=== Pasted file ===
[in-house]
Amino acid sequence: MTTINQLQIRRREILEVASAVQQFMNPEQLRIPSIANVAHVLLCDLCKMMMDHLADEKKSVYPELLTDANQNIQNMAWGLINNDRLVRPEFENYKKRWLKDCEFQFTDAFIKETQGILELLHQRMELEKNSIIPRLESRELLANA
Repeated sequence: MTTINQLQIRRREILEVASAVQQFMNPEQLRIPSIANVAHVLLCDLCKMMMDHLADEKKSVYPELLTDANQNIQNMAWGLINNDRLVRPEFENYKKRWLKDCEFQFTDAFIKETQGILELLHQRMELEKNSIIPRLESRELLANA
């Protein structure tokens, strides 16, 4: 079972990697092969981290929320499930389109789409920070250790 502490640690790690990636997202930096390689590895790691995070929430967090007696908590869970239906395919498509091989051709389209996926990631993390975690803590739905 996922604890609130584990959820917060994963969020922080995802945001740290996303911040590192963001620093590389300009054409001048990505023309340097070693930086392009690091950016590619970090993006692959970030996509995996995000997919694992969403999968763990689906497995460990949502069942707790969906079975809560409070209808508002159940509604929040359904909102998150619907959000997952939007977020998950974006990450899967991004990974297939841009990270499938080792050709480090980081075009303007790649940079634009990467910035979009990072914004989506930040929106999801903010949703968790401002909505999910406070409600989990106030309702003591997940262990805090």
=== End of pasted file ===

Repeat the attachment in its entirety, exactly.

[in-house]
Amino acid sequence: MTTINQLQIRRREILEVASAVQQFMNPEQLRIPSIANVAHVLLCDLCKMMMDHLADEKKSVYPELLTDANQNIQNMAWGLINNDRLVRPEFENYKKRWLKDCEFQFTDAFIKETQGILELLHQRMELEKNSIIPRLESRELLANA
Repeated sequence: MTTINQLQIRRREILEVASAVQQFMNPEQLRIPSIANVAHVLLCDLCKMMMDHLADEKKSVYPELLTDANQNIQNMAWGLINNDRLVRPEFENYKKRWLKDCEFQFTDAFIKETQGILELLHQRMELEKNSIIPRLESRELLANA
């Protein structure tokens, strides 16, 4: 079972990697092969981290929320499930389109789409920070250790 502490640690790690990636997202930096390689590895790691995070929430967090007696908590869970239906395919498509091989051709389209996926990631993390975690803590739905 996922604890609130584990959820917060994963969020922080995802945001740290996303911040590192963001620093590389300009054409001048990505023309340097070693930086392009690091950016590619970090993006692959970030996509995996995000997919694992969403999968763990689906497995460990949502069942707790969906079975809560409070209808508002159940509604929040359904909102998150619907959000997952939007977020998950974006990450899967991004990974297939841009990270499938080792050709480090980081075009303007790649940079634009990467910035979009990072914004989506930040929106999801903010949703968790401002909505999910406070409600989990106030309702003591997940262990805090």